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Well what can be said about this album? In a nut shell…amazing music yet HORRIBLE vocals. Almost a Dance is second album by the Dutch band The Gathering. Gone are the death metal vocals, as well as original vocalist Bart Smits. In its replacement are Goth vocals by Niels Duffhues who thankfully only graces us this one time. The problem with the vocals is the fact that it sounds he’s doing a bad impression of Pasi from Amorphis.
Martine’s female vocals are a step up from Marike’s performance on Always but still not even close to Anneke’s vocal performance in future release, I guess the third times a charm. Not saying that her performance is bad but just generic, doesn’t stand out as compared to Anneke.
Now on to the best part of the album…the music, Almost a Dance is comparable to Mandylion. I will argue that it’s actually better. First, both have that heavy doom metal feel yet Almost a Dance feels more majestic rather than the dense Mandylion. Second, the keyboards are much more atmospheric which also helps create an overall sense of grace throughout the album. Bass is audible and flows with the rhythm quite nicely. Drums are far from technical but keep the pace up quite nice. Guitars are meaty and melodic, instrumental sections stand out much more than Manylion.
Yet again no matter how good the music is the vocals do put a damp around the entire album which gives this album the title “Worse Gathering album.” I really wished they rerecorded the vocals with Anneke because this album would have received a much higher score. But this is still a must for Gathering fans because this is the link between two different periods of the bands evolution. My suggestion is to imagine Anneke singing rather than Niels, you’ll find it much more enjoyable.
Album highlights include: Like Fountains, Her Last Flight, the Blue Vessel, and Heartbeat Amplifier which are actually really good songs minus the vocals.
I am going to keep this short an simple. ‘Almost a Dance’ was an experiment gone wrong. A lot of these songs were written when Bart Smits was still in the band and especially ‘Heartbeat Amplifier’ was a song worthy of their ‘Always’ legacy. Musically therefore there was not much wrong with this album.
Vocalist Niels Duffhues is reminiscent of Faith No More during the ‘Real Thing’ album but obviously without the individual quality of Mike Patton. He really does his best but that’s about it. With his vocals and the very prominent keyboards, this album was sounding like Faith No More gone doom metal. Unfortunately it just didn’t work. They went from groundbreaking fantasy-doom metal to this just because of the vocals. Also the female vocals presented here were not bad but also not very memorable. Fortunately they got it right again on their next album Mandylion with vocalist Anneke van Gierbergen.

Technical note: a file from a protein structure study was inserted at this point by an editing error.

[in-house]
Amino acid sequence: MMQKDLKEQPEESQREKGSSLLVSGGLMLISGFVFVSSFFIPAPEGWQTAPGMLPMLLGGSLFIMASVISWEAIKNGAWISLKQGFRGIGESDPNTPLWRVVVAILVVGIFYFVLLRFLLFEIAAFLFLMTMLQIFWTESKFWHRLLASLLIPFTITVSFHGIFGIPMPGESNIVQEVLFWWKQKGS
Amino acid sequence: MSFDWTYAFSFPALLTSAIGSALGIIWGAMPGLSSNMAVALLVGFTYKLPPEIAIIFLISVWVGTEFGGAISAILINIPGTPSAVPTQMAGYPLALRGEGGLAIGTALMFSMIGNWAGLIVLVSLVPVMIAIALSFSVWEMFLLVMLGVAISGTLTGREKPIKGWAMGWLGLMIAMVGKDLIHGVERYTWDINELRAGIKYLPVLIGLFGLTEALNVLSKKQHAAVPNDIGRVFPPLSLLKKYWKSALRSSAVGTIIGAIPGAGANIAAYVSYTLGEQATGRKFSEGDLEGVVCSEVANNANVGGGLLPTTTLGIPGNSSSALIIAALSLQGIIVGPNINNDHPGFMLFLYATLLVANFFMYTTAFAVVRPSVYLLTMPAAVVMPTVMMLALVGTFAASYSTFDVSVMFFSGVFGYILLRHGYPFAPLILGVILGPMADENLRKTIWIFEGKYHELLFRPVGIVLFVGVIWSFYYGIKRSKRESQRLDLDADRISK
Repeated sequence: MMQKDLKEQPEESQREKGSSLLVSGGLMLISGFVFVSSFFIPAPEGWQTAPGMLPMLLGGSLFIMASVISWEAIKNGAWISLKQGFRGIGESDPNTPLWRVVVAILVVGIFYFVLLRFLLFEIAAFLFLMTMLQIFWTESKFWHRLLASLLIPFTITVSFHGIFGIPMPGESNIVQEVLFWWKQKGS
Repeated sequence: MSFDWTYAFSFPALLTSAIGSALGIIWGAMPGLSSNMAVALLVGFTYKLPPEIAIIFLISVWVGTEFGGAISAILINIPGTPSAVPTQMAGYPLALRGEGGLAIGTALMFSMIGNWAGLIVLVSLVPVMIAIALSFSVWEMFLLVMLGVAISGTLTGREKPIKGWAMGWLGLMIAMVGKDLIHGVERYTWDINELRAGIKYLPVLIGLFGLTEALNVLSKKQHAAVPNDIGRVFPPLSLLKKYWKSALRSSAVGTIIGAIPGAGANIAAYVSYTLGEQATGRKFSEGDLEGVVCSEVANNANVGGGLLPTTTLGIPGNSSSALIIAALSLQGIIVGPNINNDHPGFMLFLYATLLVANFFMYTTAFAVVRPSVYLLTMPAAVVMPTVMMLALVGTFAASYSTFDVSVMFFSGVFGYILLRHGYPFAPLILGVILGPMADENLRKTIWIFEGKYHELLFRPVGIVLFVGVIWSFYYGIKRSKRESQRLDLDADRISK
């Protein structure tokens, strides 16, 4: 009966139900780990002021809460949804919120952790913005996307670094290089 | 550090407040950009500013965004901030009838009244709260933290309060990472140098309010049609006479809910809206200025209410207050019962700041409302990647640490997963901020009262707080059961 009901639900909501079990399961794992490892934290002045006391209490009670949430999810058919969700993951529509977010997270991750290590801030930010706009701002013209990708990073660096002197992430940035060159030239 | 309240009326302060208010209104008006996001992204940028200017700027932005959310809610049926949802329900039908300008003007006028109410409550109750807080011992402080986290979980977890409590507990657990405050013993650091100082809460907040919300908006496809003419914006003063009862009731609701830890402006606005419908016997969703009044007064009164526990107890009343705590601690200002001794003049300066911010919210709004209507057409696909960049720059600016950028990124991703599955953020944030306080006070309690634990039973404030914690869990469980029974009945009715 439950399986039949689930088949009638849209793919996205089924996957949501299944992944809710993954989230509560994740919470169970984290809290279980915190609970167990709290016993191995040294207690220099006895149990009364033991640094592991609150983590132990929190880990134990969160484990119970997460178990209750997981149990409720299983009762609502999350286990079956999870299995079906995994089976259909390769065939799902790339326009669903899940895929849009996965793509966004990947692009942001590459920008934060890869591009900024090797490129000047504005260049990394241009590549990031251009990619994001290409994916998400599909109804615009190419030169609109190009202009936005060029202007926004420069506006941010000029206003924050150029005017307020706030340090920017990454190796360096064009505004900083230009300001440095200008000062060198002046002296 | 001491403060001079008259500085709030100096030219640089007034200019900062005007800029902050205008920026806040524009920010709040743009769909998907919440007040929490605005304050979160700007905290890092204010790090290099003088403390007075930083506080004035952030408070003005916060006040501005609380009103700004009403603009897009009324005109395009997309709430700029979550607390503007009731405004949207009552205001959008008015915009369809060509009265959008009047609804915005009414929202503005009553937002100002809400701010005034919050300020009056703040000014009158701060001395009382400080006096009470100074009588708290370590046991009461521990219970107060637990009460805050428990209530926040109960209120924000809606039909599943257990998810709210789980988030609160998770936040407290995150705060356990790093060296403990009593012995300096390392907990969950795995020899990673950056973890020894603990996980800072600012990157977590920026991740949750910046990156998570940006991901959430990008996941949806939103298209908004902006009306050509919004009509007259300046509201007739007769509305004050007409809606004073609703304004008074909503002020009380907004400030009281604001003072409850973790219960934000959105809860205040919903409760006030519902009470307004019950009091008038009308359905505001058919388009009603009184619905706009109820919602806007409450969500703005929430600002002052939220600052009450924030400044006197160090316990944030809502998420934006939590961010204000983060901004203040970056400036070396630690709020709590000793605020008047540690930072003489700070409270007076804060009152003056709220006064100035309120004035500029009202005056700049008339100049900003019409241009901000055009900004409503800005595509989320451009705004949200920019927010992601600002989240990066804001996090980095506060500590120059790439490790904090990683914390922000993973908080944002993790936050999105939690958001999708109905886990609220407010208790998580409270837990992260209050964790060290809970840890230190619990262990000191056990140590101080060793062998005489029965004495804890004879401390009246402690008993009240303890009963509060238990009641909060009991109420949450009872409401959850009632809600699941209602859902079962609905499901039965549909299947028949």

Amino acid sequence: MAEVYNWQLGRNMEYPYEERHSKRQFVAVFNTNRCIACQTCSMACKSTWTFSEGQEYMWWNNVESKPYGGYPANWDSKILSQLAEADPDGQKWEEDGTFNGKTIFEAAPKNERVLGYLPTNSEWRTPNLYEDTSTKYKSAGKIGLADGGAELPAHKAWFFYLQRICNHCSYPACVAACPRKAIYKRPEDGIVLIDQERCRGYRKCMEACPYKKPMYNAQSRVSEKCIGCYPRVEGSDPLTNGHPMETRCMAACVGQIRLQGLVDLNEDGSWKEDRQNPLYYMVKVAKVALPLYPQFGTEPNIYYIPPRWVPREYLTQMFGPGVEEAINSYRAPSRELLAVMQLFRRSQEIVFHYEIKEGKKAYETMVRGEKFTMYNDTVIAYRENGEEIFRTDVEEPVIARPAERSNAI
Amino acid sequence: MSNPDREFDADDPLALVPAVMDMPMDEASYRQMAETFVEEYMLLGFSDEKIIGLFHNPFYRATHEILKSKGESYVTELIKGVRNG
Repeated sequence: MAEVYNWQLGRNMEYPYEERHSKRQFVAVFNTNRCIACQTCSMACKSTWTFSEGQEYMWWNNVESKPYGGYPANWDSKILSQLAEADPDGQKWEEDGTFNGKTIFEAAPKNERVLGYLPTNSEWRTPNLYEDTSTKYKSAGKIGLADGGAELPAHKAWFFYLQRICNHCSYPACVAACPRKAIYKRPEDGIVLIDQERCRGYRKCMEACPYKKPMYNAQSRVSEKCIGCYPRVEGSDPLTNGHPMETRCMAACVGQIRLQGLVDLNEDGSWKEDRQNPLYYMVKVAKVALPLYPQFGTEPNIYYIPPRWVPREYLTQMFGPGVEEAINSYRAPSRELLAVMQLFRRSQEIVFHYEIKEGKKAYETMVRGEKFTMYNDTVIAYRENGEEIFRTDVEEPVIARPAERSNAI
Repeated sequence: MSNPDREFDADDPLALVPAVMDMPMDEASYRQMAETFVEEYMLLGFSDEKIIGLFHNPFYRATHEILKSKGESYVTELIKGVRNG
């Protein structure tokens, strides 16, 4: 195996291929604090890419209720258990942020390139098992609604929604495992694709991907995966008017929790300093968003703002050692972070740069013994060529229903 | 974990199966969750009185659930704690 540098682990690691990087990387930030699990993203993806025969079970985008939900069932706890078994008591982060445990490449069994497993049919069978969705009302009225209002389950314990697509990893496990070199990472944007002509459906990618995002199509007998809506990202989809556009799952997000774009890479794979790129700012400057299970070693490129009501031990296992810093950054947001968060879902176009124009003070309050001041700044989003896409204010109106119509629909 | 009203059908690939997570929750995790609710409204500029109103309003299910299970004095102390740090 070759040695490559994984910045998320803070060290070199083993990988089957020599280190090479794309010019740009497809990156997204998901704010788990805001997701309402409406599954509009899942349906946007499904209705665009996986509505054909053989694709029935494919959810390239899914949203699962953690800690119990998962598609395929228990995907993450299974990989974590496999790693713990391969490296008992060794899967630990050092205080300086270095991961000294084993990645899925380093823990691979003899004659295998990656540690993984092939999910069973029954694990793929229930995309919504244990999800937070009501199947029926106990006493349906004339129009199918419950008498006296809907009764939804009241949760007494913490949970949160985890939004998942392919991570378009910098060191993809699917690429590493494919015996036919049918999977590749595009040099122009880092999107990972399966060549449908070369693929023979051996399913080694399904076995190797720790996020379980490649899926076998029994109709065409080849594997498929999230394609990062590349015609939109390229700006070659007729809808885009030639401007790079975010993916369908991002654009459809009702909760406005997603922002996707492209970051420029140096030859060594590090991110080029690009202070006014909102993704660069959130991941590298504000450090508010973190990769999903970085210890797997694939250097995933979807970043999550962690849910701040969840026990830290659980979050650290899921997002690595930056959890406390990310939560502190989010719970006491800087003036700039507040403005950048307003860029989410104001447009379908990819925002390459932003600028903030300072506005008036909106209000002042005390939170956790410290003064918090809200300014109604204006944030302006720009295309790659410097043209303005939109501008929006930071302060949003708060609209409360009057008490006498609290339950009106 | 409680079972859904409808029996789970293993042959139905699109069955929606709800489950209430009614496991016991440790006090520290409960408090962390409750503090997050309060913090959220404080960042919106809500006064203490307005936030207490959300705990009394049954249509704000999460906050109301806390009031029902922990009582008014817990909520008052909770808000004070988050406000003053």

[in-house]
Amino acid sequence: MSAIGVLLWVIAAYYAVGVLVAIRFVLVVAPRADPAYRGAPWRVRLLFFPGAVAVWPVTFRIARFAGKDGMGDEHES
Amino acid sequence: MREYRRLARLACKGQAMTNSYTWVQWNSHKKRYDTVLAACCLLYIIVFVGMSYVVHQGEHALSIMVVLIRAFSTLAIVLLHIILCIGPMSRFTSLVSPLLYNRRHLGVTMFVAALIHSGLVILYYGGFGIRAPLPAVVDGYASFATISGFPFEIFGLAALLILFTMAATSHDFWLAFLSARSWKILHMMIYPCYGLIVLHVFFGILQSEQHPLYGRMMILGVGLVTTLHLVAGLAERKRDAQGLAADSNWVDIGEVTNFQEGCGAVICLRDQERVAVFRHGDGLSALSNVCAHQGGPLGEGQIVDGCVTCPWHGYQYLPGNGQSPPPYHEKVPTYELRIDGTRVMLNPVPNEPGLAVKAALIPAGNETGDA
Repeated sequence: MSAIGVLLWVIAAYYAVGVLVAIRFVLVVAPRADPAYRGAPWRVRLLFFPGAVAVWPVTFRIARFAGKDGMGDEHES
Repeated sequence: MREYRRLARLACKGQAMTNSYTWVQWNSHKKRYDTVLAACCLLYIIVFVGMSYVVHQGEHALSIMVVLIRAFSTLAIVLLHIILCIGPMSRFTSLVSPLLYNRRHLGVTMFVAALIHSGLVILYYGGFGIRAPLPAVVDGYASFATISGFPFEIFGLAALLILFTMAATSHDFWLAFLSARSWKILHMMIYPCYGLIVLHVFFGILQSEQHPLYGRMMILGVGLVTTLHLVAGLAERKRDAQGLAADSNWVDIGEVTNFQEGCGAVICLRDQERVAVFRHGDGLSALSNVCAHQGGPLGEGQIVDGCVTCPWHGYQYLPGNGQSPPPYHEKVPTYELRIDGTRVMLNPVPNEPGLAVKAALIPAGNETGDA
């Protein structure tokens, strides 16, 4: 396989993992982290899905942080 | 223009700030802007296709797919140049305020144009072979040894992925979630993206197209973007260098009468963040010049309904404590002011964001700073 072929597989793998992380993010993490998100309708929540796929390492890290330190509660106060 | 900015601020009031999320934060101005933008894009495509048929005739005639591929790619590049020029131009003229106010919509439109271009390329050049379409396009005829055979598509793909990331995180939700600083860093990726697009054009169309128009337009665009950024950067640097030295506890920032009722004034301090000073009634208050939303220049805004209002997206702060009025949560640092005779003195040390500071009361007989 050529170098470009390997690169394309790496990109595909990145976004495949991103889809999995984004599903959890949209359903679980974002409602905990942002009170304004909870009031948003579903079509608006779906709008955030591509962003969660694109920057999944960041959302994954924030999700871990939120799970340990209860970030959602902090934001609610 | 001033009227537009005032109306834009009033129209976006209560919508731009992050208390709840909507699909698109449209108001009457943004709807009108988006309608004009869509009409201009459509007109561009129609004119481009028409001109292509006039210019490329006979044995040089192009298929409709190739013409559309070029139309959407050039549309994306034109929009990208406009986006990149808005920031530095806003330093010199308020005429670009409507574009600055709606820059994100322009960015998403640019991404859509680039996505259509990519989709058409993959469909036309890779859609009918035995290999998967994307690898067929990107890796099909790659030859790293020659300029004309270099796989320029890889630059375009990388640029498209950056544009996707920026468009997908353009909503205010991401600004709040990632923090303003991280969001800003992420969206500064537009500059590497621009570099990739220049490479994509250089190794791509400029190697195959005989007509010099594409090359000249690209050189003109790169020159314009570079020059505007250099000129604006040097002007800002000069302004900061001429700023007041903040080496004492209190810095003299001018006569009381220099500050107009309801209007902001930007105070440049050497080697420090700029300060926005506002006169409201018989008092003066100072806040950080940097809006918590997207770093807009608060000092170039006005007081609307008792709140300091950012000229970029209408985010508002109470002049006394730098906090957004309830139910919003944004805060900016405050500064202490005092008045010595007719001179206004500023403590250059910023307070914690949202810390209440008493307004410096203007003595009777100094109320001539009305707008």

I wish the band would re-record this album someday with Bart Smits and Marike Groot on vocals, finally delivering the real sequel to Always.
A band very influential in the gothic metal scene, in so far that gothic metal bands for a long time were called 'The Gathering-clones', as The Gathering pioneered that typical gothic metal style, with minimalist build-up repeat riffing and synths for atmosphere. They also helped establish the cliche for gothic metal bands having many members (they got 7 on this album).
Speaking of members, it's fairly ironic that The Gathering aquired so much fame using a set up radically different from what they have nowadays; where they had only a gruff grunter (Bart Smits) on their debut-album, here they've exchanged him for clean male and female vocalists, who would for the next album both be replaced by the by now famous Anneke van Giersbergen who had quite a different voice.
I'll start by commenting on the vocalists on this album: they're not very good. Martine van Loon, who would later join Orphanage until they too found a superior replacement, isn't bad per se, but her high clean voice lacks depth and power, and is other for the heigth fairly uninteresting. Niels Duffhues' voice on the other hand is medium level, but has a monotonous quality to it, as if his voice is forced, and comes across a bit whiny in his attempted emotionalism.
Speaking of which; the album, other than the vocal performance, is comparable to the last one, with the difference that they attempted to achieve supreme emotionalism on this one. The atmosphere is still here mostly, built from the atmospheric keyboards and the doomy death riffs, but it suffers from a sort of overambitiousness. They try to evoke more intense emotions than on their last album, but fail. A pity really, because even though I've spent a lot of attention to the lesser aspects of the album in this review, as a whole it's not bad at all. Where bands that strain after effect usually end up producing an album that's nice on the first few listens but ends up being superficial and bland, Almost A Dance has more staying and growing power.
All in all, not a bad album, but mostly for fans of the band (also for those curious to The Gathering's roots) and fans of the genre of atmospheric gothic.